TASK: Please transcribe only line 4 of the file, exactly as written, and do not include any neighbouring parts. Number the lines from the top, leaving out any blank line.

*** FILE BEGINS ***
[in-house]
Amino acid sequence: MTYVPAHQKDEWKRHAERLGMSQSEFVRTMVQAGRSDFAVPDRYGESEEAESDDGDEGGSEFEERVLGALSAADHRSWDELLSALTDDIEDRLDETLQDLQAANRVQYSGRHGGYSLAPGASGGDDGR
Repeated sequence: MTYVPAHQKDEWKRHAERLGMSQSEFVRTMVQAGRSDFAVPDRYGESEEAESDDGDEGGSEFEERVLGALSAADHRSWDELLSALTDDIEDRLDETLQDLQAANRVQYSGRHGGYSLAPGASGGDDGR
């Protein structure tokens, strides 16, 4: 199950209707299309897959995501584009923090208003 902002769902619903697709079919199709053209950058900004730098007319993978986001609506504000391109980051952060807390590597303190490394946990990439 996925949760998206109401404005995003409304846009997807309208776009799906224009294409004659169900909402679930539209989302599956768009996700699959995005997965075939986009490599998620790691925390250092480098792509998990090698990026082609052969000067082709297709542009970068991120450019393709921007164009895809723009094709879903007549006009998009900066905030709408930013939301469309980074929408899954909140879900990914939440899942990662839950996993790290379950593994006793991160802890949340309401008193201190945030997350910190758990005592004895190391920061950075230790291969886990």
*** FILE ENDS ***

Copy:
């Protein structure tokens, strides 16, 4: 199950209707299309897959995501584009923090208003 902002769902619903697709079919199709053209950058900004730098007319993978986001609506504000391109980051952060807390590597303190490394946990990439 996925949760998206109401404005995003409304846009997807309208776009799906224009294409004659169900909402679930539209989302599956768009996700699959995005997965075939986009490599998620790691925390250092480098792509998990090698990026082609052969000067082709297709542009970068991120450019393709921007164009895809723009094709879903007549006009998009900066905030709408930013939301469309980074929408899954909140879900990914939440899942990662839950996993790290379950593994006793991160802890949340309401008193201190945030997350910190758990005592004895190391920061950075230790291969886990």